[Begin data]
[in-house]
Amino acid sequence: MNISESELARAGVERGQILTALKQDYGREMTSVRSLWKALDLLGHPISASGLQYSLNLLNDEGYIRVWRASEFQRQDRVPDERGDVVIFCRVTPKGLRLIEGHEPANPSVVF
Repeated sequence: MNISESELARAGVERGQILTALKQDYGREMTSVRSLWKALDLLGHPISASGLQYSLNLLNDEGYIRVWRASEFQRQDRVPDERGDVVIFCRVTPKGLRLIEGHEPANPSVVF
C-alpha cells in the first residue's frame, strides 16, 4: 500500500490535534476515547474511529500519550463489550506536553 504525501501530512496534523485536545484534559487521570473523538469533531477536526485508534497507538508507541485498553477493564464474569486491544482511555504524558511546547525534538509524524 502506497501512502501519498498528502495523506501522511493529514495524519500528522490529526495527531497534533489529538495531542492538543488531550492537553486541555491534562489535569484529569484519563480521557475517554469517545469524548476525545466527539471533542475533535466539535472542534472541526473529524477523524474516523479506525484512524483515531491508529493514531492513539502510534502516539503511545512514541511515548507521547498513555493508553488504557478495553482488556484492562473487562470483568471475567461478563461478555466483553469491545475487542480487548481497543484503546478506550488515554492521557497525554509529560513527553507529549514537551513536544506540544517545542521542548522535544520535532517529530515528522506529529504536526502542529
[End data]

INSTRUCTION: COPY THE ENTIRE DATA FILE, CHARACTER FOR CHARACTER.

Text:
[in-house]
Amino acid sequence: MNISESELARAGVERGQILTALKQDYGREMTSVRSLWKALDLLGHPISASGLQYSLNLLNDEGYIRVWRASEFQRQDRVPDERGDVVIFCRVTPKGLRLIEGHEPANPSVVF
Repeated sequence: MNISESELARAGVERGQILTALKQDYGREMTSVRSLWKALDLLGHPISASGLQYSLNLLNDEGYIRVWRASEFQRQDRVPDERGDVVIFCRVTPKGLRLIEGHEPANPSVVF
C-alpha cells in the first residue's frame, strides 16, 4: 500500500490535534476515547474511529500519550463489550506536553 504525501501530512496534523485536545484534559487521570473523538469533531477536526485508534497507538508507541485498553477493564464474569486491544482511555504524558511546547525534538509524524 502506497501512502501519498498528502495523506501522511493529514495524519500528522490529526495527531497534533489529538495531542492538543488531550492537553486541555491534562489535569484529569484519563480521557475517554469517545469524548476525545466527539471533542475533535466539535472542534472541526473529524477523524474516523479506525484512524483515531491508529493514531492513539502510534502516539503511545512514541511515548507521547498513555493508553488504557478495553482488556484492562473487562470483568471475567461478563461478555466483553469491545475487542480487548481497543484503546478506550488515554492521557497525554509529560513527553507529549514537551513536544506540544517545542521542548522535544520535532517529530515528522506529529504536526502542529